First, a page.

At DANA Chevrolet, racing luminaries Dick Guldstrand and Dale Armstrong supervised its drag race performance, assembling a team of acclaimed racers like Bobby Joe MacDonald. John Peter Hill, a seasoned racer, approached DANA seeking an L88, and it was Dick Guldstrand who facilitated the purchase, delivering the L88 to Hill in early May.
Immediately sent to the race shop for SCCA rule compliance, this L88 made its mark at Stardust Las Vegas, Santa Barbara, and Riverside CA under car #92. Co-driven by Rex Ramsey, Hill later garnered sponsorship from Harry Mann Chevrolet in Los Angeles, maintaining a consistent race number 92 throughout its competitive outings.
Only Sunfire Yellow 1967 L88 Corvette:
Bob Baker, a military enthusiast, acquired his prized L88 with a vision for drag racing. Spanning the West Coast during his military service, he continued his passion in the Midwest upon returning to his Kansas home. Notably, this L88 stands alone in its Sunfire Yellow coat, making it a unique specimen among the 1967 L88s. Today, this remarkable piece finds its home under the ownership of Mike and Kelly Vietro.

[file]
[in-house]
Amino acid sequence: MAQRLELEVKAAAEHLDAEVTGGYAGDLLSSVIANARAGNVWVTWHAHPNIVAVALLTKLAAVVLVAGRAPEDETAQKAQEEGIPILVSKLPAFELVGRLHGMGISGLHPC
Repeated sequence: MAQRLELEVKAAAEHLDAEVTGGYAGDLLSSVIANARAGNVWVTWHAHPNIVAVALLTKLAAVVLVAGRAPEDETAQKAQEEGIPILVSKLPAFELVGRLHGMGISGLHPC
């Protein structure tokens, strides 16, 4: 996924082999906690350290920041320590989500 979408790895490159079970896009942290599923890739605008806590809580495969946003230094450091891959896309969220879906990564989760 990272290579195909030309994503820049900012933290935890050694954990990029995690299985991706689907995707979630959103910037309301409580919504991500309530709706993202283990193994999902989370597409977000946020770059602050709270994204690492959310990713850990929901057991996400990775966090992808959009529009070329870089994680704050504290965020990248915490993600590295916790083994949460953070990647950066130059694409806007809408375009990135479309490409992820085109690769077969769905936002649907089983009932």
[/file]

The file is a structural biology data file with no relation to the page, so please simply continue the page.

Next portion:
The Flying Dutchman’s 1967 L88 Corvette:
Dave Walters is the proud owner of a distinguished 1967 L88. Originally acquired by David Zeigler from Curtis Chevrolet in Washington D.C., this Corvette found its niche in the world of drag racing. Under Zeigler’s care, modifications including headers, larger tires, a Hurst shifter, and suspension tweaks transformed this powerhouse. Sporting the moniker ‘The Flying Dutchman’ in bold black lettering, it swiftly changed hands to Charles Wright, continuing its legacy on the racing circuit.
Over time, this iconic car transitioned through the ownership of six or seven passionate enthusiasts before finding its current custodian, Dave Walters. Walters took the reins in September 1979, embracing the heritage and story of this remarkable piece of automotive history.
1967 L88 DX Competition Convertible Corvette #89:
Presenting the remarkable 1967 L88 Competition Convertible under the ownership of Dana & Patti Mecum, this iconic racer saw Cliff Gottlob and Dave Dooley sharing driving duties. Assisted by a skilled crew comprising Jack Blatchford, John Wanko, and the twin Gottlob sisters, this Corvette left its mark in history.
According to the Registry of Corvette Race Cars, it thundered around Daytona in 1970 sporting No. 89, though its racing history saw multiple other numbers. Its incredible performance at the 1970 Daytona Race reached staggering speeds of up to 186 mph. Surprisingly dubbed ‘most likely to drop out first,’ this resilient machine defied expectations, securing a surprising second-place finish among newer, late-model cars.